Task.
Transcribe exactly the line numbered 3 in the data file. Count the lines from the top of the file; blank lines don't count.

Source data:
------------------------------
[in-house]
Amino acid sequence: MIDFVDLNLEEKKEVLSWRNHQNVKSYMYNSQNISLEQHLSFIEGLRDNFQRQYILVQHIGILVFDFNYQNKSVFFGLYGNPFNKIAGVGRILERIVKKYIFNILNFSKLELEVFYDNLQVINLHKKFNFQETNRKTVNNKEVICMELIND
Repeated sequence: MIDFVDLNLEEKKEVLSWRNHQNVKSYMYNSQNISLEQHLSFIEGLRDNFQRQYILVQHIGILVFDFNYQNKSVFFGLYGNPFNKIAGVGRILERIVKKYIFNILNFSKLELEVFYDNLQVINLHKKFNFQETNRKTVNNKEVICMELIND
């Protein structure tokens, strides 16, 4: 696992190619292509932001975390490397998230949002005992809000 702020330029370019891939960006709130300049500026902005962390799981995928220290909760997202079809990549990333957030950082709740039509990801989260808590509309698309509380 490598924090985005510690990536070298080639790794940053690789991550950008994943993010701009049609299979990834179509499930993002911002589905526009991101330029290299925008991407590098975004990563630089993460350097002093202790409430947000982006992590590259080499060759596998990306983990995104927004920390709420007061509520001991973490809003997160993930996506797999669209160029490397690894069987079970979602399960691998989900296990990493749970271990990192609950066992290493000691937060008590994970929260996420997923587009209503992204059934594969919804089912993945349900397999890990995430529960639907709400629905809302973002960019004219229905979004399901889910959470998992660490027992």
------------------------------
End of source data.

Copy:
Repeated sequence: MIDFVDLNLEEKKEVLSWRNHQNVKSYMYNSQNISLEQHLSFIEGLRDNFQRQYILVQHIGILVFDFNYQNKSVFFGLYGNPFNKIAGVGRILERIVKKYIFNILNFSKLELEVFYDNLQVINLHKKFNFQETNRKTVNNKEVICMELIND